Issue 108 — Summer 2022
The last thirty years have seen a transformation in photography. We have spoken to three photographers, Trish Morrissey, Jon Tonks and Heather Agyepong, who each started their career in a different decade during this period, and asked them how these changes have affected them. This period has seen the switch from analogue to digital, the advent of social media as well as a host of social and cultural changes. As the conversation reveals, this has created some common experiences – like a weariness with Instagram – and some unexpected differences, like varied attitudes to the long-term preservation of work.
Source was reintroduced to Tom Merilion’s work through the portfolio review days at this year’s Format Festival, having previously reviewed his work in 2001. We are publishing images from his latest two projects Waiting Room and Unwise Exposure with an essay by Julia Tanner, who was shortlisted for the 2021 Source prize for new writing about photography. The work documents his mother’s final illness and records his father’s life without her.
Doug Sobey’s ‘career’ as a photographer began in the early 1970s in Belfast when he became unofficial chronicler of the newly-established Gay Liberation Society at Queens University, and Cara- Friend, the information and support network. He covered their social outings and formal dinners but had to be cautious about photographing at Gay Liberation Society meetings due to people not wanting their picture taken in a gay venue. In 2017 as he approached his 70th year Sobey donated his archive of photographs to the Ulster Museum Collection considering "what happens to your possessions after you’ve gone and being happy for it to rest in the Museum along with Takabuti, the Egyptian mummy, and the treasures of the Girona the Spanish galleon!" Declan Long introduces the work which he says, "Assists in expanding and unsettling the recognised public history of everyday life during the Troubles years, contributing to the necessary evolution of a more complex, inclusive regional story".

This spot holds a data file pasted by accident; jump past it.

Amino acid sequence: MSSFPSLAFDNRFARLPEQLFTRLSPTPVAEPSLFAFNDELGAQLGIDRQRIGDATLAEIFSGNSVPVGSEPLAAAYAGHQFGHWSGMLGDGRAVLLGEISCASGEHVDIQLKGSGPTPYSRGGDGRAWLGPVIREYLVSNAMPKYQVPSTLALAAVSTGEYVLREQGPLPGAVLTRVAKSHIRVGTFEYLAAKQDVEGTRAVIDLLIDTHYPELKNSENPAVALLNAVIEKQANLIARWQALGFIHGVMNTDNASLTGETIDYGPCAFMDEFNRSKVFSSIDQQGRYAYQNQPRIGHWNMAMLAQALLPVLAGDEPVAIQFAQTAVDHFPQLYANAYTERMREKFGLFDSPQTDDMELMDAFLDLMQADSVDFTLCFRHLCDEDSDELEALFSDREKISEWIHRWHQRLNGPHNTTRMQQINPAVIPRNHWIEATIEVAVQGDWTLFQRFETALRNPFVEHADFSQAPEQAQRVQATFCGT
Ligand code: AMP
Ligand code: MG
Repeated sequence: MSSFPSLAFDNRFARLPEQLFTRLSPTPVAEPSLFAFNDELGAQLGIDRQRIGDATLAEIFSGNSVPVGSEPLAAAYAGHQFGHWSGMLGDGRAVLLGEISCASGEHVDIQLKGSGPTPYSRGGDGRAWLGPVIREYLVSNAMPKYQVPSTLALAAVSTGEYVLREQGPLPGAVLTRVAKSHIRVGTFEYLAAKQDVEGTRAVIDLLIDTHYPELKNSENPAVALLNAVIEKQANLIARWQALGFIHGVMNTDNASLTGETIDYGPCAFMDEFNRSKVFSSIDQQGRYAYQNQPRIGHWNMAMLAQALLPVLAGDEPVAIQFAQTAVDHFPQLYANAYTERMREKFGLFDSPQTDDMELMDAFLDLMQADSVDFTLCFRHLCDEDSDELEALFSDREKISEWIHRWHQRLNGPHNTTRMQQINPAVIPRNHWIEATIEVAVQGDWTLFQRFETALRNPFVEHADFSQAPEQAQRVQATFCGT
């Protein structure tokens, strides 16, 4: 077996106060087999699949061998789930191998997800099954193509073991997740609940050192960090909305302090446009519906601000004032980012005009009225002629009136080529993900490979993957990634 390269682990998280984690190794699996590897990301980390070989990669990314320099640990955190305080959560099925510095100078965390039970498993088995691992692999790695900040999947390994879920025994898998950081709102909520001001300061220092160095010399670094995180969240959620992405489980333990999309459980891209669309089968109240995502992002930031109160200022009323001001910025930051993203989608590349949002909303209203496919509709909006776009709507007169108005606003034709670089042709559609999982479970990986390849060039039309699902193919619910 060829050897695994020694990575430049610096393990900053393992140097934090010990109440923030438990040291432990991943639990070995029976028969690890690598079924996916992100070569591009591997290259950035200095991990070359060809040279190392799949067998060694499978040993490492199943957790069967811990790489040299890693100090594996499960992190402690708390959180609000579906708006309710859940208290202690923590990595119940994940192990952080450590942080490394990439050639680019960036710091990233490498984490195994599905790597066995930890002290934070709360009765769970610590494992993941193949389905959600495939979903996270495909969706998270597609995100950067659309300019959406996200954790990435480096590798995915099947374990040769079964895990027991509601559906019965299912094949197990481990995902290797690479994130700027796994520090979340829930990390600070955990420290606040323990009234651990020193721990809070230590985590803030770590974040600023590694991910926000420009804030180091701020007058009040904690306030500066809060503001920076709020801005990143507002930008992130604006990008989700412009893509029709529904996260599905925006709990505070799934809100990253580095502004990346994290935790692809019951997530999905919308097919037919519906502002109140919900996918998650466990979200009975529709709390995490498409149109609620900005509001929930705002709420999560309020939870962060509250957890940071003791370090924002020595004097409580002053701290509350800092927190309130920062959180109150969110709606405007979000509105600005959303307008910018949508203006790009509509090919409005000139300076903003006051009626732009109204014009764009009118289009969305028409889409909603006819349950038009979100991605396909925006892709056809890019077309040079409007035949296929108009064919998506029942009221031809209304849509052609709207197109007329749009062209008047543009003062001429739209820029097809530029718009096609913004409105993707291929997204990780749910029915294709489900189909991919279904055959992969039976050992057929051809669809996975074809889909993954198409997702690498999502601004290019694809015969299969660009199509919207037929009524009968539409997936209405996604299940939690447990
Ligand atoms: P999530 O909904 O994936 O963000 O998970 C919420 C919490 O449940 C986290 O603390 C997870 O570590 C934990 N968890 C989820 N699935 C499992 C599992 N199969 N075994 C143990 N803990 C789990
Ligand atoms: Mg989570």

Generations by Julian Germain is a collection of family group portraits, made across the UK since 2004, documenting four and five generation families in their homes. Recently, Germain has been focusing his efforts on Birmingham and the Black Country as part of a public space commission by GRAIN Projects and Multistory for Birmingham 2022. Both groups put out public calls for participants and it’s fitting that the work is going back into the public arena on 48 billboards sites across West Midlands as we go to press. Josh Allen talks to Germain about this new work and its connections to earlier projects.
Zula Rabikowska’s project Nothing But a Curtain explores gender identity in the countries of Central and Eastern Europe documenting, through images and interviews, the legacy of their former communist regimes. Uschi Klein discusses the work and its personal starting point, Rabikowska’s reaction to the stories she heard of Poland’s communist past.
— The Editors